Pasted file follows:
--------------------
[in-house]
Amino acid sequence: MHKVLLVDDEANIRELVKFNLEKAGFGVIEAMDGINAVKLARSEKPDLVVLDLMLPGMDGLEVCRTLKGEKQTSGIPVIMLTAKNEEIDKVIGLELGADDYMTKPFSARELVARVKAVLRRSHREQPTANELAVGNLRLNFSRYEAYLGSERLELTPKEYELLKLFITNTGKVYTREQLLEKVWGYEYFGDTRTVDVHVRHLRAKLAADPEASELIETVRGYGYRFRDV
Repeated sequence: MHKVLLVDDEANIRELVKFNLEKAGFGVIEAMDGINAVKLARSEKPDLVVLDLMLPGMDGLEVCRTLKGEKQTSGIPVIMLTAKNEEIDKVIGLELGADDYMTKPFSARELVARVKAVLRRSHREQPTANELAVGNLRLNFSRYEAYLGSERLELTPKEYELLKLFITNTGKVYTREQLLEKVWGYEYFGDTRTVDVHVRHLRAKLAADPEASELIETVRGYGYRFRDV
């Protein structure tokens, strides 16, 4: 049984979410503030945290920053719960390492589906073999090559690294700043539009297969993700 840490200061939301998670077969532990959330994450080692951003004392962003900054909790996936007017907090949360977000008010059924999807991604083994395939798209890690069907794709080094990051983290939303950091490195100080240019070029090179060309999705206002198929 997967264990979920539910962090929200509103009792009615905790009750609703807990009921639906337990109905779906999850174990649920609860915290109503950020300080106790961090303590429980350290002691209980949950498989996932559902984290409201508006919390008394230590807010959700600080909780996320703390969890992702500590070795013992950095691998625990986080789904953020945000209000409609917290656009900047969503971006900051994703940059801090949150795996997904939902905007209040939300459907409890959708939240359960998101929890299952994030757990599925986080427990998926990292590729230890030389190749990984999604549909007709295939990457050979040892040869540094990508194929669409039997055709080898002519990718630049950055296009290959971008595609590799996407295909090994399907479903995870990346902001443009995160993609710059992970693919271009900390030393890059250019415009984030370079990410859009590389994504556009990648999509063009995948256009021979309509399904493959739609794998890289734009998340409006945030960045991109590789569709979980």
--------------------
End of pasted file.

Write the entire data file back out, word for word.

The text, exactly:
[in-house]
Amino acid sequence: MHKVLLVDDEANIRELVKFNLEKAGFGVIEAMDGINAVKLARSEKPDLVVLDLMLPGMDGLEVCRTLKGEKQTSGIPVIMLTAKNEEIDKVIGLELGADDYMTKPFSARELVARVKAVLRRSHREQPTANELAVGNLRLNFSRYEAYLGSERLELTPKEYELLKLFITNTGKVYTREQLLEKVWGYEYFGDTRTVDVHVRHLRAKLAADPEASELIETVRGYGYRFRDV
Repeated sequence: MHKVLLVDDEANIRELVKFNLEKAGFGVIEAMDGINAVKLARSEKPDLVVLDLMLPGMDGLEVCRTLKGEKQTSGIPVIMLTAKNEEIDKVIGLELGADDYMTKPFSARELVARVKAVLRRSHREQPTANELAVGNLRLNFSRYEAYLGSERLELTPKEYELLKLFITNTGKVYTREQLLEKVWGYEYFGDTRTVDVHVRHLRAKLAADPEASELIETVRGYGYRFRDV
């Protein structure tokens, strides 16, 4: 049984979410503030945290920053719960390492589906073999090559690294700043539009297969993700 840490200061939301998670077969532990959330994450080692951003004392962003900054909790996936007017907090949360977000008010059924999807991604083994395939798209890690069907794709080094990051983290939303950091490195100080240019070029090179060309999705206002198929 997967264990979920539910962090929200509103009792009615905790009750609703807990009921639906337990109905779906999850174990649920609860915290109503950020300080106790961090303590429980350290002691209980949950498989996932559902984290409201508006919390008394230590807010959700600080909780996320703390969890992702500590070795013992950095691998625990986080789904953020945000209000409609917290656009900047969503971006900051994703940059801090949150795996997904939902905007209040939300459907409890959708939240359960998101929890299952994030757990599925986080427990998926990292590729230890030389190749990984999604549909007709295939990457050979040892040869540094990508194929669409039997055709080898002519990718630049950055296009290959971008595609590799996407295909090994399907479903995870990346902001443009995160993609710059992970693919271009900390030393890059250019415009984030370079990410859009590389994504556009990648999509063009995948256009021979309509399904493959739609794998890289734009998340409006945030960045991109590789569709979980």